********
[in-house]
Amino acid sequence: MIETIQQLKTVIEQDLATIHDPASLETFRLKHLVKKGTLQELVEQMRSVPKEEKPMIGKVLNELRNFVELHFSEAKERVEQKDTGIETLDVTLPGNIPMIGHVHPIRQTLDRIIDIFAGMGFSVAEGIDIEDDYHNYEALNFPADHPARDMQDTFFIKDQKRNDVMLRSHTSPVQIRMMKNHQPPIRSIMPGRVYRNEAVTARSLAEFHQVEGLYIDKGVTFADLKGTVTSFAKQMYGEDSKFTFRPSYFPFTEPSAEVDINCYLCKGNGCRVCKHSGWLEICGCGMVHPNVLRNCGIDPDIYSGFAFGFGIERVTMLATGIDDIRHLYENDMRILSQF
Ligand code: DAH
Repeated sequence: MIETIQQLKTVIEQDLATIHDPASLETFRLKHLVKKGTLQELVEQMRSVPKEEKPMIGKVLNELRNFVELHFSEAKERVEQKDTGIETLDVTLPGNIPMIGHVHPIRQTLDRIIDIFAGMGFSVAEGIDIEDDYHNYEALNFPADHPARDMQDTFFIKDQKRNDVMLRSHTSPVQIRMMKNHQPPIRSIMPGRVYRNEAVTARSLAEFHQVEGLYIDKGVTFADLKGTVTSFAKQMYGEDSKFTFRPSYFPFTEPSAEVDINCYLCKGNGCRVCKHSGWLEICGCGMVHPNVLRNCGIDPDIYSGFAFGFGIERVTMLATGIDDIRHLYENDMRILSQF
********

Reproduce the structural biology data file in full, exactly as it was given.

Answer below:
[in-house]
Amino acid sequence: MIETIQQLKTVIEQDLATIHDPASLETFRLKHLVKKGTLQELVEQMRSVPKEEKPMIGKVLNELRNFVELHFSEAKERVEQKDTGIETLDVTLPGNIPMIGHVHPIRQTLDRIIDIFAGMGFSVAEGIDIEDDYHNYEALNFPADHPARDMQDTFFIKDQKRNDVMLRSHTSPVQIRMMKNHQPPIRSIMPGRVYRNEAVTARSLAEFHQVEGLYIDKGVTFADLKGTVTSFAKQMYGEDSKFTFRPSYFPFTEPSAEVDINCYLCKGNGCRVCKHSGWLEICGCGMVHPNVLRNCGIDPDIYSGFAFGFGIERVTMLATGIDDIRHLYENDMRILSQF
Ligand code: DAH
Repeated sequence: MIETIQQLKTVIEQDLATIHDPASLETFRLKHLVKKGTLQELVEQMRSVPKEEKPMIGKVLNELRNFVELHFSEAKERVEQKDTGIETLDVTLPGNIPMIGHVHPIRQTLDRIIDIFAGMGFSVAEGIDIEDDYHNYEALNFPADHPARDMQDTFFIKDQKRNDVMLRSHTSPVQIRMMKNHQPPIRSIMPGRVYRNEAVTARSLAEFHQVEGLYIDKGVTFADLKGTVTSFAKQMYGEDSKFTFRPSYFPFTEPSAEVDINCYLCKGNGCRVCKHSGWLEICGCGMVHPNVLRNCGIDPDIYSGFAFGFGIERVTMLATGIDDIRHLYENDMRILSQF